Humans who smoked 580 micrograms of the pure drug had urine salvinorin A concentrations of 2.4–10.9 µg/L during the first hour, but the levels fell below the detection limit by 1.5 hours after smoking. Analytical measurements may be performed using gas or liquid chromatography-mass spectrometry.[13]

Associated compounds

Many other terpenoids have been isolated from Salvia divinorum, including other salvinorins and related compounds named divinatorins and salvinicins. None of these compounds have shown significant (sub-micromolar) affinity at the kappa-opioid receptor, and there is no evidence that they contribute to the plant's psychoactivity.[14][15]

Salvinorin A synthesis


The biogenic origin of salvinorin A synthesis has been elucidated using nuclear magnetic resonance and ESI-MS analysis of incorporated precursors labeled with stable isotopes of carbon (Carbon-13 13C) and hydrogen (Deuterium 2H). It "is biosynthesized via the 1-deoxy-d-xylulose-5-phosphate pathway," rather than the classic mevalonate pathway typical for plant terpenoids.[16]

Similar to many plant-derived psychoactive compounds, Salvinorin A is excreted via peltate glandular trichomes, which reside external to the epidermis[17][18].

Chemical synthesis

A total asymmetric synthesis of salvinorin A, which relies on a transannular Michael reaction cascade to construct the ring system, was achieved in 2007 by Evans and co-workers in 4.5% overall yield over 30 steps.[19] More recently, a synthesis was published by a Japanese group, requiring 24 steps to yield salvinorin A in 0.15% yield.[20]

An approach to the trans-decalin ring system of salvinorin A has been described by Forsyth (et al.) utilizing an intramolecular Diels-Alder reaction/Tsuji allylation strategy.[21]

An attempt at the synthesis of salvinorin A has also been published by a group at RMIT University, adopting a convergent synthesis of a functionalized cyclohexanone with a α,β-unsaturated lactone.[22]

Salvinorins A - F, J

Salvinorin A is one of several structurally related salvinorins found in the Salvia divinorum plant. Salvinorin A can be synthesized from the inactive salvinorin B by acetylation. The des-acetylated analog salvinorin B is devoid of human activity. It was speculated that salvinorin C might be even more potent than salvinorin A, but human tests and receptor binding assays could not confirm this. Salvinorin A seems to be the only active naturally occurring salvinorin.[15]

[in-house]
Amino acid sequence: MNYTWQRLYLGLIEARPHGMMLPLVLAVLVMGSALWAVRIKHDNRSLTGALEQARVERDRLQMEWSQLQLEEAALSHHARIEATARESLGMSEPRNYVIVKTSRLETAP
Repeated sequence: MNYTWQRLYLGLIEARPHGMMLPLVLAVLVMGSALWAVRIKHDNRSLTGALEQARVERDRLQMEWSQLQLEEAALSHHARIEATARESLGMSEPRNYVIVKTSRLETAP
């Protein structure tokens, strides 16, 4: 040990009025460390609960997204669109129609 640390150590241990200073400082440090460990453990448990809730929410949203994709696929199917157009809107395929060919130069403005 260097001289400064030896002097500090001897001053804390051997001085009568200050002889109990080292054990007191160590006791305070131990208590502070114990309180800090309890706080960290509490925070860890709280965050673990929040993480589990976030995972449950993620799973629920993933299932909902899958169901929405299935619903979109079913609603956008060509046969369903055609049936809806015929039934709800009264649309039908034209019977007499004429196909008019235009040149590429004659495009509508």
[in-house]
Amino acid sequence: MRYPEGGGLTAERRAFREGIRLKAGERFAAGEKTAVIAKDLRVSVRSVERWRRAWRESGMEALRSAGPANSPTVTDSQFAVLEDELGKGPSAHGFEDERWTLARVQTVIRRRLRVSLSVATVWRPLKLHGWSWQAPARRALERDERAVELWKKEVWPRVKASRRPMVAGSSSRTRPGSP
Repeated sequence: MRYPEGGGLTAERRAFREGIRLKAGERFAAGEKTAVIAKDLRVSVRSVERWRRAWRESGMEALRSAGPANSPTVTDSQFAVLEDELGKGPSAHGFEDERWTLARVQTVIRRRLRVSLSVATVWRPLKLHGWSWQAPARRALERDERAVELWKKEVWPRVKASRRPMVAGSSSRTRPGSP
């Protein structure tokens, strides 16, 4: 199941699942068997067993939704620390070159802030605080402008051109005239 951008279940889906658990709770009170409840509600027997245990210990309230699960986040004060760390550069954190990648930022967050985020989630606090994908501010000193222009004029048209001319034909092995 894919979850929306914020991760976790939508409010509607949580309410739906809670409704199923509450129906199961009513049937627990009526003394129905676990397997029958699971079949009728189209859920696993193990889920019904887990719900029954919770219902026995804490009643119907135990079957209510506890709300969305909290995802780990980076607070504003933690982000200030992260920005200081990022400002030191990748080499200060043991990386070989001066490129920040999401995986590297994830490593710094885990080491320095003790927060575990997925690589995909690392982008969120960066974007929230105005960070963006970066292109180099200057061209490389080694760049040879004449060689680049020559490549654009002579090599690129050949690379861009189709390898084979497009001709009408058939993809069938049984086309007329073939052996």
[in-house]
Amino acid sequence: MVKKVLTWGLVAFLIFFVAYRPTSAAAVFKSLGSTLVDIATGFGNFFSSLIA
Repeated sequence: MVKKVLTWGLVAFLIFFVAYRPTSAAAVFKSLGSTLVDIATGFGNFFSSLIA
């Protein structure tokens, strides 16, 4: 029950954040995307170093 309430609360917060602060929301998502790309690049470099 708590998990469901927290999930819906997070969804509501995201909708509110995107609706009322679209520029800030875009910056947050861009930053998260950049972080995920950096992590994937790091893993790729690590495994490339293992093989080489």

Salvinorins A - F
Name Structure R1 R2 Activity
Salvinorin A 120px -OCOCH3 active
Salvinorin B -OH inactive
Salvinorin C 120px -OCOCH3 -OCOCH3 unknown
Salvinorin D -OH -OCOCH3 inactive
Salvinorin E -OCOCH3 -OH inactive
Salvinorin F -H -OH unknown

The newly discovered salvinorin J is most closely related to salvinorin E in structure, with a C-17 secondary alcohol instead of an ketone group[23].

Semi-Synthetic Analogues

Research on salvinorin derivatives has produced a number of semi-synthetic compounds, several of which can be conveniently made from Salvinorin B. Most derivatives are selective kappa opioid agonists as with Salvinorin A, although some are even more potent, with the most potent compound 2-ethoxymethyl Salvinorin B being 10x stronger than Salvinorin A. A few derivatives such as herkinorin have reduced kappa opioid action and instead act as mu opioid agonists.[24][25][26][27][28][29][30][31]


Salvinorin A is sometimes regulated together with its host, Salvia Divinorum, due to its psychoactive and analgesic effects.

See also


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Further reading

External links

cs:Salvinorin A

de:Salvinorine es:Salvinorina fr:Salvinorine A lt:Salvinorinas A no:Salvinorin A pl:Salwinoryna A pt:Salvinorin A ru:Сальвинорин A

sv:Salvinorin A
  1. Roth BL, Baner K, Westkaemper R; et al. (2002). "Salvinorin A: a potent naturally occurring nonnitrogenous kappa opioid selective agonist". Proc. Natl. Acad. Sci. U.S.A. 99 (18): 11934–9. doi:10.1073/pnas.182234399. PMC 129372Freely accessible. PMID 12192085. 
  2. 2.0 2.1 2.2 Prisinzano TE (2005). "Psychopharmacology of the hallucinogenic sage Salvia divinorum". Life Sci. 78 (5): 527–31. doi:10.1016/j.lfs.2005.09.008. PMID 16213533. 
  3. 3.0 3.1 Harding WW, Schmidt M, Tidgewell K; et al. (2006). "Synthetic studies of neoclerodane diterpenes from Salvia divinorum: semisynthesis of salvinicins A and B and other chemical transformations of salvinorin A". J. Nat. Prod. 69 (1): 107–12. doi:10.1021/np050398i. PMC 2544632Freely accessible. PMID 16441078. 
  4. Imanshahidi M, Hosseinzadeh H (2006). "The pharmacological effects of Salvia species on the central nervous system". Phytother Res. 20 (6): 427–37. doi:10.1002/ptr.1898. PMID 16619340. 
  5. Marushia, Robin (2002). "Salvia divinorum: The Botany, Ethnobotany, Biochemistry and Future of a Mexican Mint" (PDF). Ethnobotany. Archived from the original ([dead link]Scholar search) on October 7, 2007. Retrieved 2006-12-23. 
  6. Zhang Y, Butelman ER, Schlussman SD, Ho A, Kreek MJ (2005). "Effects of the plant-derived hallucinogen salvinorin A on basal dopamine levels in the caudate putamen and in a conditioned place aversion assay in mice: agonist actions at kappa opioid receptors". Psychopharmacology (Berl.). 179 (3): 551–8. doi:10.1007/s00213-004-2087-0. PMID 15682306.